Nursing strike: self-weaning or a sore throat?

thermometerSince starting solid food, C had had a remarkably relaxed attitude to breastfeeding: she never gave any indication she actually wanted to do it, but when offered the chance she was always happy to tuck in. This was particularly true when she was ill. Often she would go off solids, but would still be happy to breastfeed frequently, which reassured me she was receiving at least some form of nutrition.

When C was got a particularly nasty cold at around 11 months, I didn’t worry too much about her loss of appetite, assuming that I would be able to top her up with breast milk as usual.  Unfortunately, C had other ideas. After a few tentative sucks, she turned her head and pushed me away with a resounding, ‘no!’ Although part of me was delighted at how well she had articulated her refusal, the rest of me was upset, almost alarmed at the suddenness of it. C had never refused to breastfeed before. Certainly, some days she was keener than others, but this outright rejection was completely new. Although the following morning I managed to feed her again when she was half-asleep, it was the only time she nursed in a 24-hour period.

This pattern repeated itself the following day, leaving me frantic with worry. What had happened to put her off? Was it something I’d done? Was it simply her time to wean? How would I know the difference? Obviously if C genuinely did want to wean, I didn’t want to pressure her to carry on breastfeeding, but as stopping was pretty final, I didn’t want to do it unless I was absolutely sure it was what she wanted.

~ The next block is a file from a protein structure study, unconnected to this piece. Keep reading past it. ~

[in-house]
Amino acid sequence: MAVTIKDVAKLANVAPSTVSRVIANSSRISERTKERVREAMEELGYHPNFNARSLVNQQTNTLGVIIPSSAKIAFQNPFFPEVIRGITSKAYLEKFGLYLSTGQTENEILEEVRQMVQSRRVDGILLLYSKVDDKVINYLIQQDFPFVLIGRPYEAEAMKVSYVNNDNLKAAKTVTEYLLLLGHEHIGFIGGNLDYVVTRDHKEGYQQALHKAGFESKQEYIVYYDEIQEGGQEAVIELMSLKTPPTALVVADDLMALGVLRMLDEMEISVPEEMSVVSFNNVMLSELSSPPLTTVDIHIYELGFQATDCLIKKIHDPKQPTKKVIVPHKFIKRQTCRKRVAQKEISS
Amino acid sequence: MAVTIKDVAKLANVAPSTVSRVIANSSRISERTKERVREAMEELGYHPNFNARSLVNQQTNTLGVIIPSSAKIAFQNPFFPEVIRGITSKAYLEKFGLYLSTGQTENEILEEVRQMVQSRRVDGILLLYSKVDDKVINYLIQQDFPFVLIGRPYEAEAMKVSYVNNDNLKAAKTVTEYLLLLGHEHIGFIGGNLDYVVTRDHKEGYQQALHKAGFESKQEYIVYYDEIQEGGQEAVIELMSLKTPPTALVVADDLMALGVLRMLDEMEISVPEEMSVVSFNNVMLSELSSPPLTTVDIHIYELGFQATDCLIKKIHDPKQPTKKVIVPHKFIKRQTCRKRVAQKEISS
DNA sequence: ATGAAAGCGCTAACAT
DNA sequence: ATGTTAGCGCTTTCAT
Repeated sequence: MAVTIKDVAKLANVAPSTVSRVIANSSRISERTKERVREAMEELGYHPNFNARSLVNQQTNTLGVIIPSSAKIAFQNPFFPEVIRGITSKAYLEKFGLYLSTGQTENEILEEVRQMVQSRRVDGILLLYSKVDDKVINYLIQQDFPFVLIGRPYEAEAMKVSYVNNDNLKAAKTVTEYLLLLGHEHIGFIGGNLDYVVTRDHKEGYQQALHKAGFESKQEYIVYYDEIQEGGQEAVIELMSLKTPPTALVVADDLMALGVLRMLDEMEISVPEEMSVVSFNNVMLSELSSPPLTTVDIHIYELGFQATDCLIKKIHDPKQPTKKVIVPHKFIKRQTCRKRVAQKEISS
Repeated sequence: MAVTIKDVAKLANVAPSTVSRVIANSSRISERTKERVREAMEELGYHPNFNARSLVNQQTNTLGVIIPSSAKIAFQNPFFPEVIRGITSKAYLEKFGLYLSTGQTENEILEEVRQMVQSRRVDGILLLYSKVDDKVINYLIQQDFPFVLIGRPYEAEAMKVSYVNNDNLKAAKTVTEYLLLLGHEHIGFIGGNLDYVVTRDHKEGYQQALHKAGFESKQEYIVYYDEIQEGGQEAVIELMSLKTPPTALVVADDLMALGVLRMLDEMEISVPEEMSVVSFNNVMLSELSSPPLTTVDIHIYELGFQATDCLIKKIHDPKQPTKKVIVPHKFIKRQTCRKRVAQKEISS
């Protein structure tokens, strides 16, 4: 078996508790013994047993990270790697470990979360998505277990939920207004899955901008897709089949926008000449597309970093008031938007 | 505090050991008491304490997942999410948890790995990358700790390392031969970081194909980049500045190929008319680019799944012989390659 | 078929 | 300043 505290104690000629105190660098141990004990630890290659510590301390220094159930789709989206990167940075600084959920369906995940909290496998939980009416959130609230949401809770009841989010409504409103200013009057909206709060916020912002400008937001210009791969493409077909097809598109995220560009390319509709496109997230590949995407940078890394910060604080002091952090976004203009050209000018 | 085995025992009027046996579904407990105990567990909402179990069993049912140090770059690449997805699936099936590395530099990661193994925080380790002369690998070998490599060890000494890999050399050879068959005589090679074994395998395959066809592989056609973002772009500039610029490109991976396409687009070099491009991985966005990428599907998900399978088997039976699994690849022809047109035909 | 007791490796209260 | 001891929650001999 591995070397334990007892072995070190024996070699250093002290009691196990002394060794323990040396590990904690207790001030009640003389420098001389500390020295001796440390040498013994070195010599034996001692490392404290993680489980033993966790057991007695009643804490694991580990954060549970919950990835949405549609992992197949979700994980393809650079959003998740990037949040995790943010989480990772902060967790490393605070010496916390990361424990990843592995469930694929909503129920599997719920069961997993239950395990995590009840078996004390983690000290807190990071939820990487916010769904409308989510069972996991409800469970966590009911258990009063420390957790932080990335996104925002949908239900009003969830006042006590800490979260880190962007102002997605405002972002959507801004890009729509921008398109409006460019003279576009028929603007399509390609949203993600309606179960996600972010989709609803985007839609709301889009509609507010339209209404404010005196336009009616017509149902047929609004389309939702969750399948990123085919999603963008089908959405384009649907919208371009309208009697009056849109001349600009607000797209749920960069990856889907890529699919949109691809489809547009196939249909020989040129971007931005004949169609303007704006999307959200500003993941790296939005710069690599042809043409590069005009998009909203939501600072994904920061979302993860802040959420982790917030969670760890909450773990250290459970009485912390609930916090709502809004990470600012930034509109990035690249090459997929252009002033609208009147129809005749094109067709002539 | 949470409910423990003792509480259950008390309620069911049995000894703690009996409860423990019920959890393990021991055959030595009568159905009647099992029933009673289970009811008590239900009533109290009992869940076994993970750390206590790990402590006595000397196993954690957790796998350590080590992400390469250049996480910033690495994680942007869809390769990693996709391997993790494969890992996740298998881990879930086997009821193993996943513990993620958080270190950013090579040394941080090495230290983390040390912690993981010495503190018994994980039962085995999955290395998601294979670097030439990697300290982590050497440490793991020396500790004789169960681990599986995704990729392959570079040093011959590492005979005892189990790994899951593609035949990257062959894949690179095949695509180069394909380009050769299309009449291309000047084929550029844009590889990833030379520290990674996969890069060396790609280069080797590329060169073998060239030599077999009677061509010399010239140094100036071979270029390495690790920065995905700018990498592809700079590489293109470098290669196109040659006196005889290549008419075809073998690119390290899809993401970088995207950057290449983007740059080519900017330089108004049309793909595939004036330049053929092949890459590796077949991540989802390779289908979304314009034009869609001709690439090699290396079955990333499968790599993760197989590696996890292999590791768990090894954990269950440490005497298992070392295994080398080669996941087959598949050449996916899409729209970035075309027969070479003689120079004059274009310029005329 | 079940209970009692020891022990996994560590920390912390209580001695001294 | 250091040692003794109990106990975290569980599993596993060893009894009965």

I was shocked at how C’s nursing strike impacted on me emotionally. I was teary, overwrought and pretty much incapable of thinking about anything else. It seemed important to get it into perspective, however, so I eventually pulled myself together enough to consider the issue rationally. One major clue to the source of refusal was staring me in the face: not only was she shunning breast milk, but she was also refusing bottles, and with the exception of yoghurt, pretty much any food or drink. Whilst this was incredibly worrying in some respects, it did point to the fact that the problem may be less to do with breast milk, and more to do with consumption generally. I then started to think about the nature of her illness, and concluded her symptoms were pretty similar to the ones that I had at the time – a runny nose, cough… and a sore throat. I didn’t know whether C’s throat was also sore of course, but if it were, then it would be a pretty convincing reason for not swallowing unless it was absolutely necessary. The cold I was suffering from had left the roof of my mouth pretty tender too, which, if you think about it, could make breastfeeding particularly unappealing.

I continued to offer C feeds, which she would sleepily accept once a day, and after a week or so she was almost back to her normal routine. I can only assume that the strike occurred because of her illness, and now she was feeling better, she was happy to breastfeed again. Although the incident was traumatic in some ways, it did at least leave me confident that if C goes off breastfeeding because she’s ill, it’s something we can get through, and if she’s stopped because she wants to stop… well, that’s something we can get through too. When the time comes for her to genuinely wean herself, I now think I’ll be able to cope with it a little bit better, and simply be happy that she’s growing up and gaining independence.

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